By MARK SHERMAN, Associated Press Writer
Seconds after she announces her presence in an online chat room, the
girl is besieged by a half-dozen men who want to know more about her.
"r u a virgin?" one man asks, after about a dozen quick exchanges that
begin with her age (13) and why she is home on a school day (illness).
The edgy online banter is taking place in an AOL chat room ostensibly
for women who like older men, but known as a forum for men who want to
make contact with girls. The supposed 13-year-old in this case,
though, is not a child, but an undercover FBI agent who is working out
of the bureau's main child pornography unit in a suburban Washington
The demonstration for an Associated Press reporter was intended to
show off the FBI's growing effort to fight child pornography, which
has yielded increases of more than 2000 percent in arrests and 350
percent in federal prosecutions over 10 years.
Agents use chats and other more private exchanges to seek out
potential pedophiles and pornographers. Another man who believed he
was talking to a 13-year-old asked how old she likes her men, then,
"virgin?" The agents save transcripts of the online conversations,
photographs that get exchanged and telephone numbers that are
revealed, intentionally or not.
These introductory conversations, in some cases, lead to illegal
activity; but the ease with which they're made show how large a
problem looms. Child pornography is frighteningly easy to find on the
Internet -- images are traded freely, children are lured into dangerous
situations and sexual abuse of children as young as infants is
available on demand.
Finding people who want child pornography "is like shooting fish in a
barrel," said Stacey Bradley, an FBI supervisory agent in the Innocent
Images unit. "Most people have no idea the _huge_ number of pedophiles
there are around the world, or even, for that matter, the United
States," she added.
One out of every five children ages 10 to 17 receive sexual
solicitations online, according to the National Center for Missing and
"The Internet is a great place, but there are certain parts of town
you don't want to be," said Arnold Bell, chief of the FBI's Innocent
There is wide agreement that images are proliferating and that
peddlers of child pornography are becoming more savvy to counter the
enhanced police effort to combat it.
Orin S. Kerr, a George Washington University law professor and expert
on computer crime, said investigators posing as children typically
steer clear of unfairly entrapping people on the other end of their
online conversations by taking a passive approach.
"If agents are careful, entrapment never needs to come up. They take a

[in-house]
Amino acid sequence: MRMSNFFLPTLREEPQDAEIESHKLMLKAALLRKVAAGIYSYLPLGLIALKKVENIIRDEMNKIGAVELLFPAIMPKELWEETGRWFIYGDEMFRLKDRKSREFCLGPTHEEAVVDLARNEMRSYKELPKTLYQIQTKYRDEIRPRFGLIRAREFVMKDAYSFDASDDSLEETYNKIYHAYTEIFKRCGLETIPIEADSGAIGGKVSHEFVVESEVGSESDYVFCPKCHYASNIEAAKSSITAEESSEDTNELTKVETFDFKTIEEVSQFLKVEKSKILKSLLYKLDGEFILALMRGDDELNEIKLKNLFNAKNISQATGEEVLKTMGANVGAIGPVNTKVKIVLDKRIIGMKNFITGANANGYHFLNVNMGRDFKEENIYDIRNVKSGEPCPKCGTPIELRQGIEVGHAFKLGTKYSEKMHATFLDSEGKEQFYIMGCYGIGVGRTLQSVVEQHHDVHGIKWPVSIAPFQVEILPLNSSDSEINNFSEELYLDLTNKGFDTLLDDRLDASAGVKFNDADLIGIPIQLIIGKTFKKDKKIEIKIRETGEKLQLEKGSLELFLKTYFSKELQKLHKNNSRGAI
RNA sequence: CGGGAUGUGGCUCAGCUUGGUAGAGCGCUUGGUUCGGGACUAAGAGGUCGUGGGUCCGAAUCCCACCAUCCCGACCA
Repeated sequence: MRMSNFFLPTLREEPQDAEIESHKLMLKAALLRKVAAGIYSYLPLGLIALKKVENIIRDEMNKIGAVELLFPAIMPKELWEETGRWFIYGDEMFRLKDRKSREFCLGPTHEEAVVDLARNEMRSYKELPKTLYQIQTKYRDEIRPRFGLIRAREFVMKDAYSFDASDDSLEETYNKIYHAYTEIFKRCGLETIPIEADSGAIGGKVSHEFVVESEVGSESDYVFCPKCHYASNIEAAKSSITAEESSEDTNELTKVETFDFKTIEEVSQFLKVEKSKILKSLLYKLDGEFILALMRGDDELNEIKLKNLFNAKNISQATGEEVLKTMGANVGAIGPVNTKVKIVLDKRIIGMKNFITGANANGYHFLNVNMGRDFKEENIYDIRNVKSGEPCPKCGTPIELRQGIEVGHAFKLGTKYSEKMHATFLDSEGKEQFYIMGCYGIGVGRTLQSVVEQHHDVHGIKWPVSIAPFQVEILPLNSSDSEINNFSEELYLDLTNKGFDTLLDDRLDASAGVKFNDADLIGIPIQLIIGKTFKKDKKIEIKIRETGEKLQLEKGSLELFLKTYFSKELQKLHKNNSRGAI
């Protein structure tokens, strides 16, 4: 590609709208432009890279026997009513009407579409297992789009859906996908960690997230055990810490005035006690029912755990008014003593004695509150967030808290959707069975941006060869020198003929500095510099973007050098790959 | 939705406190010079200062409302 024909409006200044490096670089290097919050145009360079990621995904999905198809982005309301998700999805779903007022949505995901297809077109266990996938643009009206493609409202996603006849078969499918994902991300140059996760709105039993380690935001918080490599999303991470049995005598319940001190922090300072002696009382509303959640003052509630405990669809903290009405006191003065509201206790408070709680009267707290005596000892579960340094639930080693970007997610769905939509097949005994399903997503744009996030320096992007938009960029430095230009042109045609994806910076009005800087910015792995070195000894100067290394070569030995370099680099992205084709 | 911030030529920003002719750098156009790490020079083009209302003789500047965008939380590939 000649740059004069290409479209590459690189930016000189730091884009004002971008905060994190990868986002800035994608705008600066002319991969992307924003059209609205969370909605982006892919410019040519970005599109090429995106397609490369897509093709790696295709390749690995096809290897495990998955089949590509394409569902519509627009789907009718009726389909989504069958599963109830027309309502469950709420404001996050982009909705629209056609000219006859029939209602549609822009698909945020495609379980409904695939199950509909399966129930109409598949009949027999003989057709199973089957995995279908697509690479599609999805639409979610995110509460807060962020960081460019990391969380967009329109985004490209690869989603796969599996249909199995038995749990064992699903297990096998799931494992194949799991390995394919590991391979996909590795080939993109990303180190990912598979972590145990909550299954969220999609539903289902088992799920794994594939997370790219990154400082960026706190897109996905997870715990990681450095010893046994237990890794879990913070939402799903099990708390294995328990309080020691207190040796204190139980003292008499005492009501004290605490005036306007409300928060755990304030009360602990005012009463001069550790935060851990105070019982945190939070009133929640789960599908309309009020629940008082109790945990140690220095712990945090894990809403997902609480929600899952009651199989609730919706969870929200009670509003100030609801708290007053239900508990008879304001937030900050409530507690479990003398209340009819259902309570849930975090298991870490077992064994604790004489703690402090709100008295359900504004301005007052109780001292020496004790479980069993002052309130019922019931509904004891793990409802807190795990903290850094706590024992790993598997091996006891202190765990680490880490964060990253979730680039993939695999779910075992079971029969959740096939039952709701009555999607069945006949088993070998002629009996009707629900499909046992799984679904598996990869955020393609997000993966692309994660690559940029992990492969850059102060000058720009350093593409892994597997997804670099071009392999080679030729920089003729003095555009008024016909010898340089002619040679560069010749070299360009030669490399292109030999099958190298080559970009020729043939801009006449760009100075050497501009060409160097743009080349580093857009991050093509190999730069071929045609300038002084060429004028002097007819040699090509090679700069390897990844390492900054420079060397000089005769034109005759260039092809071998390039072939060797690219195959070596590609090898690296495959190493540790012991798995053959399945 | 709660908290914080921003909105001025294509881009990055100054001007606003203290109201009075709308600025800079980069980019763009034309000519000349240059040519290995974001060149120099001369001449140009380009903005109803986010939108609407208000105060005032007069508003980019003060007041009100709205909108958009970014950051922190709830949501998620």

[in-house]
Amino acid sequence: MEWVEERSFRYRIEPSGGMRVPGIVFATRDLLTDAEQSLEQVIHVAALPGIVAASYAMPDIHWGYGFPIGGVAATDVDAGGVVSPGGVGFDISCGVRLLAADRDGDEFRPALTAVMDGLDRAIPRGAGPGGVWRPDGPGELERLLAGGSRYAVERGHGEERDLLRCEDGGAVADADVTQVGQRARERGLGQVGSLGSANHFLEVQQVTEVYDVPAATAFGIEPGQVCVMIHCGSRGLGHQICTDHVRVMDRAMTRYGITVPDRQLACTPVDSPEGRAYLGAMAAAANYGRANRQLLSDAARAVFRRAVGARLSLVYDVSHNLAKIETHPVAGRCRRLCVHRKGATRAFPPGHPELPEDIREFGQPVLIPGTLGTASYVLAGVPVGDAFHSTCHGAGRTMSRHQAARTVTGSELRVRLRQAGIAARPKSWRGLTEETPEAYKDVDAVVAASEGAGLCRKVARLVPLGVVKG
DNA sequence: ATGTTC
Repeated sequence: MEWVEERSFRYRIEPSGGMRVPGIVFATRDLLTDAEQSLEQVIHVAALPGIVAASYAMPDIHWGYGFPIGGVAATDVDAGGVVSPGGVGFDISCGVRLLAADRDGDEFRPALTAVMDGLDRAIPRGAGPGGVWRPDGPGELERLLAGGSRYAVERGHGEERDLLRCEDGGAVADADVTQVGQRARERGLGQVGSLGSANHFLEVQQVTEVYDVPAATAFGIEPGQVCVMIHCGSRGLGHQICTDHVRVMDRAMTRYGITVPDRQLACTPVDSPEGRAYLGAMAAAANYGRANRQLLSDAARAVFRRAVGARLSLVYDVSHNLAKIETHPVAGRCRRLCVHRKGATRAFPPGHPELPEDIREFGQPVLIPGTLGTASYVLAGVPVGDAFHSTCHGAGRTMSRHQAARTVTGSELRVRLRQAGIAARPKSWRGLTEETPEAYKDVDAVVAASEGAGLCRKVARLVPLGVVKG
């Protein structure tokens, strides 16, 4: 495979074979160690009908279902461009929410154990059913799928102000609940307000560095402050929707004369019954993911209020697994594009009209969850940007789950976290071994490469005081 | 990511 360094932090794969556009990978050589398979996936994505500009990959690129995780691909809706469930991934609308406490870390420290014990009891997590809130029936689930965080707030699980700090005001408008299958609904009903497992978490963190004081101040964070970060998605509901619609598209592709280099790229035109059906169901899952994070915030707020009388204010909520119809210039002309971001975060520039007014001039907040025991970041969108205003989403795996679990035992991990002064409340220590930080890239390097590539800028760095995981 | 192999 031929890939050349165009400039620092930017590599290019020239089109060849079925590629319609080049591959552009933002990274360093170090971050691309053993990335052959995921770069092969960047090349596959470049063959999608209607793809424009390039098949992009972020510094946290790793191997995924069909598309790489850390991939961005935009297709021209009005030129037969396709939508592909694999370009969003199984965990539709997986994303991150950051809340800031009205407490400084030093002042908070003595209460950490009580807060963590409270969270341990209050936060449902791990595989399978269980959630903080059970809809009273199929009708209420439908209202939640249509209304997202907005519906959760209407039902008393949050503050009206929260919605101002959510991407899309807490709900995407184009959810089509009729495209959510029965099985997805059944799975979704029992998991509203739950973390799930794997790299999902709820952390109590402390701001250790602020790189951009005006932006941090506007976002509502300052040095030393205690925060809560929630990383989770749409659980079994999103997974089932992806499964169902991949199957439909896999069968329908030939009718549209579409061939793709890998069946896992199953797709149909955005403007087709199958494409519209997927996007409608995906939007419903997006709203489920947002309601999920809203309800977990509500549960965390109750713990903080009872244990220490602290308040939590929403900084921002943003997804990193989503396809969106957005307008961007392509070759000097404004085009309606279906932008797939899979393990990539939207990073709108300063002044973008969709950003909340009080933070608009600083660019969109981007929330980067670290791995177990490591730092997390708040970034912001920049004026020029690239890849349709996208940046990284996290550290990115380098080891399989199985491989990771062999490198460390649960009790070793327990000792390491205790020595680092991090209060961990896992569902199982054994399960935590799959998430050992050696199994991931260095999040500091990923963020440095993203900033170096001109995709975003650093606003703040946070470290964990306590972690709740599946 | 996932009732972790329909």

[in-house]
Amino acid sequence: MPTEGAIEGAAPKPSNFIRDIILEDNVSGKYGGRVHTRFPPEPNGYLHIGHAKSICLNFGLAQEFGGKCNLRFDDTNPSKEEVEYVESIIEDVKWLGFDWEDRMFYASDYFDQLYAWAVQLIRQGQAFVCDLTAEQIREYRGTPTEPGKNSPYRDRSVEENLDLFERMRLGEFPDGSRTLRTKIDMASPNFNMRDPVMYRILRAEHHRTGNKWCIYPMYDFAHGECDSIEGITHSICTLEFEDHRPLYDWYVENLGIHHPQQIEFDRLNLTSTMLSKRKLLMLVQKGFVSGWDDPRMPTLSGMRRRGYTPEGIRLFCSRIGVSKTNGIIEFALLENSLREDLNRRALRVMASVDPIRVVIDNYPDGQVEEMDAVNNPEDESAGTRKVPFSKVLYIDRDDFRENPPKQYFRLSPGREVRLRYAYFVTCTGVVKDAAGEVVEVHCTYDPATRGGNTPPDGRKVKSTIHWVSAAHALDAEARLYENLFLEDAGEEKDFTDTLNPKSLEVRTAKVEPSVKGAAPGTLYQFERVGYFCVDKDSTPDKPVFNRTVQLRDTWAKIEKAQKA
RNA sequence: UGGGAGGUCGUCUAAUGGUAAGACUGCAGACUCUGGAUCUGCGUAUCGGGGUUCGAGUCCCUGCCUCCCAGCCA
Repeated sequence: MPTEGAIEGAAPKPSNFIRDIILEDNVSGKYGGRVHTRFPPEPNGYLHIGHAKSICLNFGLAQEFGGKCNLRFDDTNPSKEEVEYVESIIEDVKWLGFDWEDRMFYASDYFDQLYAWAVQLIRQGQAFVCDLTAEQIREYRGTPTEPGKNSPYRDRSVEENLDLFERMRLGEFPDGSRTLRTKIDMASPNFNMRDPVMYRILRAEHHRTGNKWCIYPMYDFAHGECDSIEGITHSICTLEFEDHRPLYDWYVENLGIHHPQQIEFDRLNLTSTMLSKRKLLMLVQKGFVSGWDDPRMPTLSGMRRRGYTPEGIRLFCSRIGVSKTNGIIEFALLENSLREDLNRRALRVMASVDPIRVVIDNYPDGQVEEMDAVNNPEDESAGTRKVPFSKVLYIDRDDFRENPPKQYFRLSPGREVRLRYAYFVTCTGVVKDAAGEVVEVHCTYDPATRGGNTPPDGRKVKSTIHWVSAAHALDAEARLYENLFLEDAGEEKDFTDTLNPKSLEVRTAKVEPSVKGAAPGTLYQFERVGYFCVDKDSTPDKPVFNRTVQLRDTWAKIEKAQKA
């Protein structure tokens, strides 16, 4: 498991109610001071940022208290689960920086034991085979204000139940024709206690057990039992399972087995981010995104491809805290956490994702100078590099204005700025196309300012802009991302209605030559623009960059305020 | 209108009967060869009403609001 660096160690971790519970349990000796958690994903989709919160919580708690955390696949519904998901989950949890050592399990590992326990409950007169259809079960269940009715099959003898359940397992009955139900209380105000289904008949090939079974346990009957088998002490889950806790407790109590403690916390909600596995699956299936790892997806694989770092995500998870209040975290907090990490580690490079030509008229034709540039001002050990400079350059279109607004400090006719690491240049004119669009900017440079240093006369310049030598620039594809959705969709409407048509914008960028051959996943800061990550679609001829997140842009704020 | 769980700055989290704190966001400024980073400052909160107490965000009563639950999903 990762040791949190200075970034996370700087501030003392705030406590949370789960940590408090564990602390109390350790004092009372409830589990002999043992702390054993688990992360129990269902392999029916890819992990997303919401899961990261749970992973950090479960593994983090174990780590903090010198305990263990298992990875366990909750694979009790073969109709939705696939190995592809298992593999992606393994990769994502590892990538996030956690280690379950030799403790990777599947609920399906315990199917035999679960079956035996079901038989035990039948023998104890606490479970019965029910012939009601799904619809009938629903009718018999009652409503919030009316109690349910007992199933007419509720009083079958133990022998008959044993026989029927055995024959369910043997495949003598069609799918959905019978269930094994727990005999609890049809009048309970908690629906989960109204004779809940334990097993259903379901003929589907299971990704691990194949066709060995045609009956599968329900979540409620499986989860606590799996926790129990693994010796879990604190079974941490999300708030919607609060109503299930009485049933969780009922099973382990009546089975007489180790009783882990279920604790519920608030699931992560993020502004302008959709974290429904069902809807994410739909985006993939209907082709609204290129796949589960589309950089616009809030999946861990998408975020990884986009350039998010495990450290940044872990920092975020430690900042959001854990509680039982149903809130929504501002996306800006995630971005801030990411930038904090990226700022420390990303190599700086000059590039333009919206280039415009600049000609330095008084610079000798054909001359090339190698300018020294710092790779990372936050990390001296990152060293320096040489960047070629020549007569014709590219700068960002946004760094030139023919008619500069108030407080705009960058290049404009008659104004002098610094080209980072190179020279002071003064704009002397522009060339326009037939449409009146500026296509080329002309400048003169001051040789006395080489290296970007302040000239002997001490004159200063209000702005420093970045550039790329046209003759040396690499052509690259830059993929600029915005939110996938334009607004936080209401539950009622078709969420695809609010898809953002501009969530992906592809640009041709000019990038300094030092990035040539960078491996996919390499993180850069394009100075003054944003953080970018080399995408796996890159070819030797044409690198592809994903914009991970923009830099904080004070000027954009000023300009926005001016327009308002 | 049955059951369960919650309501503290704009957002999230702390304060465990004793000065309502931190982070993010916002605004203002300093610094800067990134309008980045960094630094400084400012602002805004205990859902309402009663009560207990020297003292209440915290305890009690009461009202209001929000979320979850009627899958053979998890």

suggestive screen name, go into a chat room and wait to be
contacted. The screen will light up," Kerr said.
He said he was aware of only one case that was tossed out of court in
which a state investigator, posing as a mother, was found to have
improperly lured the defendant by aggressively pushing him to get
involved with her children.
More often, authorities struggle to keep pace with the availability of
sexually explicit pictures of children and a lingering view among the
public that what advocates and police call child pornography often is
women dressing up to appear younger, said Ernie Allen, the missing and
exploited children center's president.
The real danger that child pornography presents, shown in several
recent cases of sexual abuse that have come to public attention, "is a
phenomenon that American and the world has only begun to understand, "
Attorney General Alberto Gonzales recently called attention to the
issue in a speech filled with graphic images that he said was
necessary to get the nation's attention.
On a recent day in the FBI unit, a working group that includes police
officials from several countries was working a major investigation
that appeared to reach into most states and dozens of countries,
according to pins that were stuck into maps on the wall. Bell, the
unit chief, would not discuss the investigation.
Several agents acknowledged that they can get discouraged by the
volume of images and the number of people who appear eager to see
them. Bradley, the FBI supervisor, estimated that 80 percent of the
customers for child pornography are in the United States. "But there
are so many pedophiles, its like a 'needle in a haystack'; the
pedophiles are the haystack, they are everywhere."
"But even if I stop just one person from getting molested, it makes a
difference," she said.
The undercover agent chatted with one man for more than an hour. She
tried to stay in character with frequent use of the word "like" and
alternate spellings that produced "kewl" for cool.
This man sent a photograph, ostensibly of himself, showing a balding
man with a mustache and beard. He said he had three grandchildren and
asked whether the 13-year-old had a computer in her bedroom, a setup
that would allow her easier access with less parental interference.
While this man mainly avoided risque questions and answers, the
undercover agent regarded him as the most promising prospect for
engaging in darker, possibly illegal exchanges, should they meet again
On the Net:
FBI Innocent Images program: http://www.fbi.gov/innocent.htm
Justice Department child exploitation and obscenity section:
National Center for Missing and Exploited Children:
Copyright 2006 The Associated Press.
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